Technology & Innovation

Cyber security: How safe are you?


04 Jul 2021

These days, cyber security has become a very serious topic with cybercriminals taking it to the next level. Hacking your account to gain access to your sensitive information simply to bring you down, set you back, or worse, blackmail you and demand ransom, are now becoming more frequent.

Yes, information is now being “kidnapped.”  Welcome to the digital age. Indeed, gone are the days when men riding horses would hijack a train to rob it. These days, the bad guys hijack your computer system to steal.
Just recently, one of probably the most daring cyberattacks in United States history happened at an oil company running a vital, extensive, 5,500-mile pipeline delivering 45 percent of gasoline and jet fuel supplies from refineries on the Gulf Coast to terminals as far away as New York. 
Colonial Pipeline Co. announced in a statement that it has fallen victim to a ransomware attack, where almost 100 gigabytes of data were taken “hostage” by hackers, who have developed a ransomware software, Darkside, threatening to leak the sensitive information to the internet if the “ransom” is not paid. The cyberattack caused massive shortage of fuel in several states.
The incident prompted US President Biden to remark at the White House that his administration is taking it “very seriously.” He said the government is investigating the attack. Colonial coughed up $ 4.4 million to the hackers to get back its data.


In the UAE, global cybersecurity company, Kaspersky said over 15.8 million “brute force attacks,” meaning trial-and-error was used to obtain login information on what is called Remote Desktop Protocols (RDP), where reported last year as people work from home, making their computer systems sitting ducks to intruders and hackers.


According to Kaspersky, incidents of such trial-and-error guessing games shot up by 193 percent from 467,115 in February last year to 1.3 million a month later in the same year.


What’s even more worrisome is that, according to Kaspersky’s head of technical experts, Emad Haffar, brute attacks are likely to continue happening and at a high rate as work from home becomes part of the new normal. 


How safe are you?


Experts suggest that businesses and individuals enhance their security measures, starting with fortifying their RDP access. Extreme caution should be part of the whole exercise when buckling down to work or mingle with friends with your laptop or smartphone.

Here are some very valuable tips from authorities:


Use complex passwords. Norton Security suggests that you refrain from using the same password on different sites. And as banks repeatedly remind in the case of your ATM cards’ personal identification numbers (PINs), make it a habit to regularly change your passwords.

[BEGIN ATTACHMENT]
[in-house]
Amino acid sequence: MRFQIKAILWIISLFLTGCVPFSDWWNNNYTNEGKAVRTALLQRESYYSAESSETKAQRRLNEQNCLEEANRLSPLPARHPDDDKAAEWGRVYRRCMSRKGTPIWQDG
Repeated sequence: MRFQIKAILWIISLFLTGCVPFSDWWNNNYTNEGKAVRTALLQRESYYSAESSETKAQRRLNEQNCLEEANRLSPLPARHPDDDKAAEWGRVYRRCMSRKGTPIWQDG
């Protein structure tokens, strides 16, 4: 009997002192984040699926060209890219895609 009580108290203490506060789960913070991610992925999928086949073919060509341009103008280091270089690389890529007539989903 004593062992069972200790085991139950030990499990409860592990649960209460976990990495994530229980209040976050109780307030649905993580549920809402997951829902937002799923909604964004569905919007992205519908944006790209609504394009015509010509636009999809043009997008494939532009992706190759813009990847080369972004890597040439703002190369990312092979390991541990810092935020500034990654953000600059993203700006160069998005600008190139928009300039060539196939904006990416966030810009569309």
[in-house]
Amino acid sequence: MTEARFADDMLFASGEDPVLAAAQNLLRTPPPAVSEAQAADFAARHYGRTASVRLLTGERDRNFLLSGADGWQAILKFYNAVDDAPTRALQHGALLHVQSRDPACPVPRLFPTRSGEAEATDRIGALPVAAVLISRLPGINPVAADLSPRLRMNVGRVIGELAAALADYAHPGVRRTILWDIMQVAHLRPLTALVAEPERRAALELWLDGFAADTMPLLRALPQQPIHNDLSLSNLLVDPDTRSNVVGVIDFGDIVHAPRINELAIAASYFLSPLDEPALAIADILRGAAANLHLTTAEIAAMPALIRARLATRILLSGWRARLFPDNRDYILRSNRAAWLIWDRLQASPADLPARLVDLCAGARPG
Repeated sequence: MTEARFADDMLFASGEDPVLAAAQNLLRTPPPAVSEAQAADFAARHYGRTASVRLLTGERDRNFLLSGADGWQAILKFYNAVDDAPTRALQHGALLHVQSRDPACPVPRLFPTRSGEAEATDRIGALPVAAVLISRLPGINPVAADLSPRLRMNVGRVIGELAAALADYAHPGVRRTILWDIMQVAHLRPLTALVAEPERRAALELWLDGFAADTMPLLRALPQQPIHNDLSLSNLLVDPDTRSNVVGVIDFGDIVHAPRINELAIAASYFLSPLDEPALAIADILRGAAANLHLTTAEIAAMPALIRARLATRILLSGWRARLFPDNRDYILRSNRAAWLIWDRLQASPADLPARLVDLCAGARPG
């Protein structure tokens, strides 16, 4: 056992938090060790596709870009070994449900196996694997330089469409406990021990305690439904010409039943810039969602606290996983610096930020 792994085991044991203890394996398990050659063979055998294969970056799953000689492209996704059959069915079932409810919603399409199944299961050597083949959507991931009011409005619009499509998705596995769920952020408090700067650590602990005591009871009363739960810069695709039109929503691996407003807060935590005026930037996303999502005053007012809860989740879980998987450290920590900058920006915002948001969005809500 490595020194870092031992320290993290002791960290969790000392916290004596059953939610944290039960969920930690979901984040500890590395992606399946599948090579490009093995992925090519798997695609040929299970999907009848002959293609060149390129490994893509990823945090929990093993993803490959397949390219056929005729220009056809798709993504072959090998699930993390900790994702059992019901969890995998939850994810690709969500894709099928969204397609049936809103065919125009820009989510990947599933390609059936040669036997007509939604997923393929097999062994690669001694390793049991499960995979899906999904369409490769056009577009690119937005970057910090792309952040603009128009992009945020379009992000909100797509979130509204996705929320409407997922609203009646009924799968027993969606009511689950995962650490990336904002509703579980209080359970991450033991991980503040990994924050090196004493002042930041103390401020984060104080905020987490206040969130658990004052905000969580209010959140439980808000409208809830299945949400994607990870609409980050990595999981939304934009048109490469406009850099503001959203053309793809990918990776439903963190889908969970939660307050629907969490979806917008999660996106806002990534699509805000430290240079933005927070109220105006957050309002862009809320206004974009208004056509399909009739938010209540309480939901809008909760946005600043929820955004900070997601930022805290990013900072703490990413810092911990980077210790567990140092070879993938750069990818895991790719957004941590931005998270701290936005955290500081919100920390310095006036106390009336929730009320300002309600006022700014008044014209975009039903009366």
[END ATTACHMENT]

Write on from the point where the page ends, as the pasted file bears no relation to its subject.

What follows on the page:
Lastly, make your passwords complex. Try to stay away from using predictable combinations like birth dates. Use a combination of 10 letters, numbers and symbols noting that the longer the password, the more difficult it is to break because of the many combinations to try.There is also an app that helps manage passwords and keep them locked down.


Fortify home network. With your password secured, the next step would be a Virtual Private Network (VPN), which encrypts all messages and the likes as you send them. Experts say that for the most part, hackers are discouraged to obtain access to your communication line because all they get are encrypted data. VPNs are very useful when you are in public like malls, and restaurants, even in your hotel room.


Keep it low key. Always note that personal and private information should be locked in a vault, so to speak. Further, bear in mind that cybercriminals can pick a lead by stating your pet’s name or school you went to because these are common security questions.


Always be in the know about major security breaches. This article started off with the Colonial Pipeline Co.’s sad experience precisely to help you realise that these incidents are seeing opportunities to attack both individuals and businesses – and if such a well-organised establishment fell victim, the likelihood that you too could be one is absolutely not far-fetched. It pays to always breathe deep, know what the hackers have accessed and immediately change your password the moment you realise your key account has been compromised.


Regularly update your software.  Experts say hackers commonly use software flaws to get what they want. Routinely updating your software reduces chances of falling victim to cybercriminals.


The list goes on. But for the moment, these quick points are a must. Happy surfing!